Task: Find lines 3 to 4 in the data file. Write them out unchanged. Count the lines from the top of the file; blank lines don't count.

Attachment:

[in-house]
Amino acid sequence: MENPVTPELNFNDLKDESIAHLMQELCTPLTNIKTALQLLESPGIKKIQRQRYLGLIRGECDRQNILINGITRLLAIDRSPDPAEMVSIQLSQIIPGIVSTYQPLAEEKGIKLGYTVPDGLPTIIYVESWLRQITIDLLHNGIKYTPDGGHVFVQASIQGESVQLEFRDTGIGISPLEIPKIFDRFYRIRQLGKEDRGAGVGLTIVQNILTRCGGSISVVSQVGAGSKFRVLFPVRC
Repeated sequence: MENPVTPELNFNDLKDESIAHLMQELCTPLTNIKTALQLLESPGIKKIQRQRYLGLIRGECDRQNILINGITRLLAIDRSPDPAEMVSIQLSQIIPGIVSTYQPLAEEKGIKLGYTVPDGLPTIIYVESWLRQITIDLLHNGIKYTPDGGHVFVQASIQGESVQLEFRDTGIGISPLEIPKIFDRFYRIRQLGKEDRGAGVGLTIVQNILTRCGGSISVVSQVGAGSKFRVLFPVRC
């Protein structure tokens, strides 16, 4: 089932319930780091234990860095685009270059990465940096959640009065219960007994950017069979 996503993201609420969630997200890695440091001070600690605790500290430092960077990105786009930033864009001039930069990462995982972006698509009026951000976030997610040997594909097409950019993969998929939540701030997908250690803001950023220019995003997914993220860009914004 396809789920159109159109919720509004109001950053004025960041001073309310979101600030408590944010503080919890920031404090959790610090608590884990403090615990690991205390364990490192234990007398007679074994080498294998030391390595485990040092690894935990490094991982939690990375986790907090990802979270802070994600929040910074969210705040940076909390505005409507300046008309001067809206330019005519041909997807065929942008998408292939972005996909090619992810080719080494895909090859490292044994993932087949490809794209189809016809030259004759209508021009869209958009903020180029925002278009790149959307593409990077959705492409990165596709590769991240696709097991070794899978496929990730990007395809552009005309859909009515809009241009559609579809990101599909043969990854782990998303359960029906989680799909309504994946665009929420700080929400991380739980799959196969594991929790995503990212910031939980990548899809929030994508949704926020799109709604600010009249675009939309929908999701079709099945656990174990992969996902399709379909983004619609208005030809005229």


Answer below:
Repeated sequence: MENPVTPELNFNDLKDESIAHLMQELCTPLTNIKTALQLLESPGIKKIQRQRYLGLIRGECDRQNILINGITRLLAIDRSPDPAEMVSIQLSQIIPGIVSTYQPLAEEKGIKLGYTVPDGLPTIIYVESWLRQITIDLLHNGIKYTPDGGHVFVQASIQGESVQLEFRDTGIGISPLEIPKIFDRFYRIRQLGKEDRGAGVGLTIVQNILTRCGGSISVVSQVGAGSKFRVLFPVRC
């Protein structure tokens, strides 16, 4: 089932319930780091234990860095685009270059990465940096959640009065219960007994950017069979 996503993201609420969630997200890695440091001070600690605790500290430092960077990105786009930033864009001039930069990462995982972006698509009026951000976030997610040997594909097409950019993969998929939540701030997908250690803001950023220019995003997914993220860009914004 396809789920159109159109919720509004109001950053004025960041001073309310979101600030408590944010503080919890920031404090959790610090608590884990403090615990690991205390364990490192234990007398007679074994080498294998030391390595485990040092690894935990490094991982939690990375986790907090990802979270802070994600929040910074969210705040940076909390505005409507300046008309001067809206330019005519041909997807065929942008998408292939972005996909090619992810080719080494895909090859490292044994993932087949490809794209189809016809030259004759209508021009869209958009903020180029925002278009790149959307593409990077959705492409990165596709590769991240696709097991070794899978496929990730990007395809552009005309859909009515809009241009559609579809990101599909043969990854782990998303359960029906989680799909309504994946665009929420700080929400991380739980799959196969594991929790995503990212910031939980990548899809929030994508949704926020799109709604600010009249675009939309929908999701079709099945656990174990992969996902399709379909983004619609208005030809005229």